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Old 11-24-2003, 11:37 AM
scott ticknor's Avatar
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c-notching a frame

I will be lowering our truck next spring and want to get all the info that I can. The least I want to lower it is 3" front and 4" rear.I would like to go lower but I am unsure about doing the c-notch. Now the truck is not what I would call a classic, It`s a `82 Custom -deluxe (which means it is neither) But with some modification,we can have some fun. What I would like is some feedback from people that have notched their frames so we can make the decision: to notch or not to notch...

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Old 11-24-2003, 11:57 AM
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Only going a 3/4 drop I don't think it will necessitate "C" notchng the frame. You should be able to get by with dropped spindles or shorter springs up front and reverse the shackles in the rear with little or no sacrifice to ride characteristics. If you want to get radical and slam it to the ground then it would justify "C" notching. If you do decide to notch it, look in some of the custom truck magazines for a kit to do it. I'm not sure whether it's Sir Michaels, or Godfathers, but one of the ads shw the different drops and what you can get to do it. I also ran across this site Right Here that pertains to mini trucks but can be adapted to full size. Instead of notching they backhalved the frame. Look at page three on the site for some pics. Hope some of this helps you out.


Last edited by Kevin45; 11-24-2003 at 12:14 PM.
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Old 11-24-2003, 04:55 PM
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"C-ing" a frame for clearance of the rear axle housing has been done for many years. It is the easiest and the most unsafe way to get the clearance. The rear portion of the frame becomes very weakened when this is done due to the 'C' section being removed.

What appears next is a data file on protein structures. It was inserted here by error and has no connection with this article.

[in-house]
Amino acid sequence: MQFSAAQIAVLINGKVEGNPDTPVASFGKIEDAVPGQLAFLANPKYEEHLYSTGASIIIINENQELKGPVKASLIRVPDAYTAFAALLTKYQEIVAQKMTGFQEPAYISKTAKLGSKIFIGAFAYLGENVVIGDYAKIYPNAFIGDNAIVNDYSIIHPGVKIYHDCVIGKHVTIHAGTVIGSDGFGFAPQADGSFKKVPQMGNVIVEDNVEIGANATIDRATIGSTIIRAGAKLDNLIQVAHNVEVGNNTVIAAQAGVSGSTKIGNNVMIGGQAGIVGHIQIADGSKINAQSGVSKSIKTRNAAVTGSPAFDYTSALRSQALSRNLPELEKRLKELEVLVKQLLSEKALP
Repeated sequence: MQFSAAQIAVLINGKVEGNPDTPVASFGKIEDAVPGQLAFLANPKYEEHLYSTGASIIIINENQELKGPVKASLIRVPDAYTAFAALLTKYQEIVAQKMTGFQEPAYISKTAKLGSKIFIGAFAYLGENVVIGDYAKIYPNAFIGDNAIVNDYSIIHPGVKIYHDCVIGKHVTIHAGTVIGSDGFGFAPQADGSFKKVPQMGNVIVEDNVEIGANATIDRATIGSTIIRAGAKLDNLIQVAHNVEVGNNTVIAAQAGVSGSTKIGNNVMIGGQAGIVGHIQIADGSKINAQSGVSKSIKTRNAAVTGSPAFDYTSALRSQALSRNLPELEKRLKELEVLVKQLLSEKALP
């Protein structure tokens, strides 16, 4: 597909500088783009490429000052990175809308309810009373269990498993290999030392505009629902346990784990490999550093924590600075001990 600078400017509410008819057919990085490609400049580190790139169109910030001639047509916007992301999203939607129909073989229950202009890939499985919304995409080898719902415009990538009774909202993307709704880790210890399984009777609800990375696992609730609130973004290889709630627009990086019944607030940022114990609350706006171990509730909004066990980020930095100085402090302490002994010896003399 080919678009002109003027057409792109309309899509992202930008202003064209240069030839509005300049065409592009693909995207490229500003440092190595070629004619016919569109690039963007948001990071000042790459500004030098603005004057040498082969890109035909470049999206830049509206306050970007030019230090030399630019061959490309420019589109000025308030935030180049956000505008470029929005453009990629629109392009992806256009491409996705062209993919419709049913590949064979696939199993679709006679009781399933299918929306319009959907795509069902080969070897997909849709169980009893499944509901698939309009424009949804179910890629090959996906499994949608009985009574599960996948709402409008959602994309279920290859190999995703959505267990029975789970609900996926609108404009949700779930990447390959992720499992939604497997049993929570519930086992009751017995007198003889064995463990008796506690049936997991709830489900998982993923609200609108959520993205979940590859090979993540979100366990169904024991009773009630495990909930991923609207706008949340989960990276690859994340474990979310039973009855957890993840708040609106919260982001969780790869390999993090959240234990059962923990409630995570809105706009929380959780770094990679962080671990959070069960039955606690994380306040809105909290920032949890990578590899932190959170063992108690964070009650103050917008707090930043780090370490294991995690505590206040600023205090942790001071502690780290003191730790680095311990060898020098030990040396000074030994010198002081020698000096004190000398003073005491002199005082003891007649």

If you need additional clearance the safe way is to "Z" the frame. This is done by cutting the rear portion of the frame diagonally and raising it up so that the bottom of the rear section sits on the top of the forward section. It is then welded all the way around with gussets added as well. A greater drop can be achieved the same way by raising the rear portion even higher and filling the space with heavy wall rectangular tubing. The floor pan or in the case of a pickup, the floor of the pickup bed will have to be raised to accommodate the raising of the frame section.
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Old 11-24-2003, 06:05 PM
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I say go drastic and make it lay frame! Nothing looks better on trucks than the front bumper touching the floor. I've seen a few c'd frames, but never one that ended up defective. I wouldn't recommend towing with it afterwards though. There's tons of kits out there that would get you low, just pick up a truckin mag and you'd find at least 3 different ones. Some may even have a bolt on kit.